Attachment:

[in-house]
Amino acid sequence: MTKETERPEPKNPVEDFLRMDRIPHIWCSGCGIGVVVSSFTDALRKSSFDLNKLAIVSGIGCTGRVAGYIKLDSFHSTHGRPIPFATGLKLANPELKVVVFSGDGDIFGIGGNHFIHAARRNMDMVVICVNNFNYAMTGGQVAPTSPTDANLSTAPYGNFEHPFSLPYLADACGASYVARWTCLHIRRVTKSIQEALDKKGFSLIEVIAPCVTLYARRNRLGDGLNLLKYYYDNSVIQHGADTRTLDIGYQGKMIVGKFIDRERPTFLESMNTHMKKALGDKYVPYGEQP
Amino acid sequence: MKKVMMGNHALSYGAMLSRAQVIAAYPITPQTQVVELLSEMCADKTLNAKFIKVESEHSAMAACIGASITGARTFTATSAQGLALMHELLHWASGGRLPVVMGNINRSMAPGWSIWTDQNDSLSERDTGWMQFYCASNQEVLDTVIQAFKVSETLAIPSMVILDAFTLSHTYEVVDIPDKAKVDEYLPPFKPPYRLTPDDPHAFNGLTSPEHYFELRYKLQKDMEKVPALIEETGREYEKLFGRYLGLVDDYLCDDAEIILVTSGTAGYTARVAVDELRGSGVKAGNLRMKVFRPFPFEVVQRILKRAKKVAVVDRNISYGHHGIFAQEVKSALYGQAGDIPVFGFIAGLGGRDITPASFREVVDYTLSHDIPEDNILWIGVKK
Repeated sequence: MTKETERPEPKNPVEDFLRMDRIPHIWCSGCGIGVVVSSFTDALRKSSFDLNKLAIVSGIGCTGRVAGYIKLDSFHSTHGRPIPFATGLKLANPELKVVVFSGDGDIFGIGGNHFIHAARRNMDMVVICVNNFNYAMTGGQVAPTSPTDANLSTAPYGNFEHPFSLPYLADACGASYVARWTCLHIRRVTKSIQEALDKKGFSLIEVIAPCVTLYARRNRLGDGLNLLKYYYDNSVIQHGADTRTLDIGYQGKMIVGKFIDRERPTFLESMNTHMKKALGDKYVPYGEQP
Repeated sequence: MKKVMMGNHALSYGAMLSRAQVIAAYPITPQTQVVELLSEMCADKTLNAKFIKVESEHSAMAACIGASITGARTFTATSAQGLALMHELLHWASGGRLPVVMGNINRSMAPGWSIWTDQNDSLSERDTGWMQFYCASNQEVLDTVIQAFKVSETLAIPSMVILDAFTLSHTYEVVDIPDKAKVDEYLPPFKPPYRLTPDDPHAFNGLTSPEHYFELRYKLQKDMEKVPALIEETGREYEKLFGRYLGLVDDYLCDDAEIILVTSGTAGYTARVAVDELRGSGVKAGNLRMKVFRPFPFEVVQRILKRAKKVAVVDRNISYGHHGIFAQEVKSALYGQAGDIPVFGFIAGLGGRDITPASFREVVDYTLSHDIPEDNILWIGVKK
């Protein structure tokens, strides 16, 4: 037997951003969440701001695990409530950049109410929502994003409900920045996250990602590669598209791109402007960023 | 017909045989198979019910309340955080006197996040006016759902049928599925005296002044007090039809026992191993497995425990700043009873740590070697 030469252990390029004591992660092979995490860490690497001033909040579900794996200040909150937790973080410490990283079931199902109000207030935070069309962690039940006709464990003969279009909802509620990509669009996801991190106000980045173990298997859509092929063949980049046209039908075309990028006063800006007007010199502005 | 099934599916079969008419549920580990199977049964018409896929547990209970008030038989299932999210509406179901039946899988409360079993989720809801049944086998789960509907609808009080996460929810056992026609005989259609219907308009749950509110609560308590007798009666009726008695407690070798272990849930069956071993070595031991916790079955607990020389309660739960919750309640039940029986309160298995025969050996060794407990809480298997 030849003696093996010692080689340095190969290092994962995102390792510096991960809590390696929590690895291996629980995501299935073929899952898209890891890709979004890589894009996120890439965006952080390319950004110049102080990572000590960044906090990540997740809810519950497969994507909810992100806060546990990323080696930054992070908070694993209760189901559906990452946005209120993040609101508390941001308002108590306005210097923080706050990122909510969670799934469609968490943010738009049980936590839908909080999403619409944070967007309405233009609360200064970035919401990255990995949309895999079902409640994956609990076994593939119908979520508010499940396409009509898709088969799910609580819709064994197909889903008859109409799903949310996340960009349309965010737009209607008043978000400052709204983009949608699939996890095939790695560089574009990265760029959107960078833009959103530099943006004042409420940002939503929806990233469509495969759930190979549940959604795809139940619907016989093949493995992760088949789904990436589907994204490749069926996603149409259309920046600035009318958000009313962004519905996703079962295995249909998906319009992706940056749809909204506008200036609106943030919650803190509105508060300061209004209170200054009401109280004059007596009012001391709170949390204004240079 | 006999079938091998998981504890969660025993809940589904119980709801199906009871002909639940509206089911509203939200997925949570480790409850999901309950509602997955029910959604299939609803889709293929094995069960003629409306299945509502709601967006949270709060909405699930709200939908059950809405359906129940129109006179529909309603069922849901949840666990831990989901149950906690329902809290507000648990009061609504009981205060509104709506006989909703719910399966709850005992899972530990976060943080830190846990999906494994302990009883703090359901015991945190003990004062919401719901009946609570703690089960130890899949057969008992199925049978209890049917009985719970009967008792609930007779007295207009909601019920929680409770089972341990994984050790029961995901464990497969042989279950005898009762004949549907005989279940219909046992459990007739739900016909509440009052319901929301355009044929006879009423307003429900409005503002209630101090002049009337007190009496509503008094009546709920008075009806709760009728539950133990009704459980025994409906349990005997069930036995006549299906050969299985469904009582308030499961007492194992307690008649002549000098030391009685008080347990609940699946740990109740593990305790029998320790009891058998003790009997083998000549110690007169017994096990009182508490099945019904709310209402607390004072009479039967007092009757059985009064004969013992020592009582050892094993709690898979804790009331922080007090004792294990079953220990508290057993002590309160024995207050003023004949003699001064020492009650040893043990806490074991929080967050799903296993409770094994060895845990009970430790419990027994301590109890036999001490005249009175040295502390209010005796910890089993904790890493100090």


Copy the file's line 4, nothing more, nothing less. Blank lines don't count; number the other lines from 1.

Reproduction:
Repeated sequence: MTKETERPEPKNPVEDFLRMDRIPHIWCSGCGIGVVVSSFTDALRKSSFDLNKLAIVSGIGCTGRVAGYIKLDSFHSTHGRPIPFATGLKLANPELKVVVFSGDGDIFGIGGNHFIHAARRNMDMVVICVNNFNYAMTGGQVAPTSPTDANLSTAPYGNFEHPFSLPYLADACGASYVARWTCLHIRRVTKSIQEALDKKGFSLIEVIAPCVTLYARRNRLGDGLNLLKYYYDNSVIQHGADTRTLDIGYQGKMIVGKFIDRERPTFLESMNTHMKKALGDKYVPYGEQP